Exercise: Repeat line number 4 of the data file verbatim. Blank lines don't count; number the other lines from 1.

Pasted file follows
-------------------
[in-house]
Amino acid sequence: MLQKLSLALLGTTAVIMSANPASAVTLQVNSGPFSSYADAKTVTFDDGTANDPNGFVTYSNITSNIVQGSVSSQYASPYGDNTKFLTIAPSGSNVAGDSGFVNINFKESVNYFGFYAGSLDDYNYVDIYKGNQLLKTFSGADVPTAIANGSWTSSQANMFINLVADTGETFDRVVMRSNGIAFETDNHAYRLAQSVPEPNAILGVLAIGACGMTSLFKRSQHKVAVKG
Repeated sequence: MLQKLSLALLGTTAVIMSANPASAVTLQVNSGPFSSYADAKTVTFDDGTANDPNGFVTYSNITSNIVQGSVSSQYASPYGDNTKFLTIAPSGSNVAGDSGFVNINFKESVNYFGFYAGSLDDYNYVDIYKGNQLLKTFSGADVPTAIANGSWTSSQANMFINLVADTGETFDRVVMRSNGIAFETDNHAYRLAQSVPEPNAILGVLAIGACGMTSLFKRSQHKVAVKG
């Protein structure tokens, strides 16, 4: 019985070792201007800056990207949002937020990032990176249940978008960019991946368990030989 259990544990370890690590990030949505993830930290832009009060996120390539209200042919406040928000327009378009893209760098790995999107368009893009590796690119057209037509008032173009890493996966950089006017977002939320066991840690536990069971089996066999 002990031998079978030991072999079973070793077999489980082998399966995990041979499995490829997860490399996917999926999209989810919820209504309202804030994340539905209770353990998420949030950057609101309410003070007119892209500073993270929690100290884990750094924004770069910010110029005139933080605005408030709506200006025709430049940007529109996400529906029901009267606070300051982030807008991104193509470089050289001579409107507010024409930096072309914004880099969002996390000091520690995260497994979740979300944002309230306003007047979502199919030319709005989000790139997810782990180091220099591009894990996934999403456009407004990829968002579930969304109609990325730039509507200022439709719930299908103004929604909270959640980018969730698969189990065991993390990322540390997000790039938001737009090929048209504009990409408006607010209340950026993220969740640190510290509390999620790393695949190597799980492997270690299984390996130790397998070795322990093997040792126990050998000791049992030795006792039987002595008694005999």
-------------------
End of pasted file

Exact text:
């Protein structure tokens, strides 16, 4: 019985070792201007800056990207949002937020990032990176249940978008960019991946368990030989 259990544990370890690590990030949505993830930290832009009060996120390539209200042919406040928000327009378009893209760098790995999107368009893009590796690119057209037509008032173009890493996966950089006017977002939320066991840690536990069971089996066999 002990031998079978030991072999079973070793077999489980082998399966995990041979499995490829997860490399996917999926999209989810919820209504309202804030994340539905209770353990998420949030950057609101309410003070007119892209500073993270929690100290884990750094924004770069910010110029005139933080605005408030709506200006025709430049940007529109996400529906029901009267606070300051982030807008991104193509470089050289001579409107507010024409930096072309914004880099969002996390000091520690995260497994979740979300944002309230306003007047979502199919030319709005989000790139997810782990180091220099591009894990996934999403456009407004990829968002579930969304109609990325730039509507200022439709719930299908103004929604909270959640980018969730698969189990065991993390990322540390997000790039938001737009090929048209504009990409408006607010209340950026993220969740640190510290509390999620790393695949190597799980492997270690299984390996130790397998070795322990093997040792126990050998000791049992030795006792039987002595008694005999």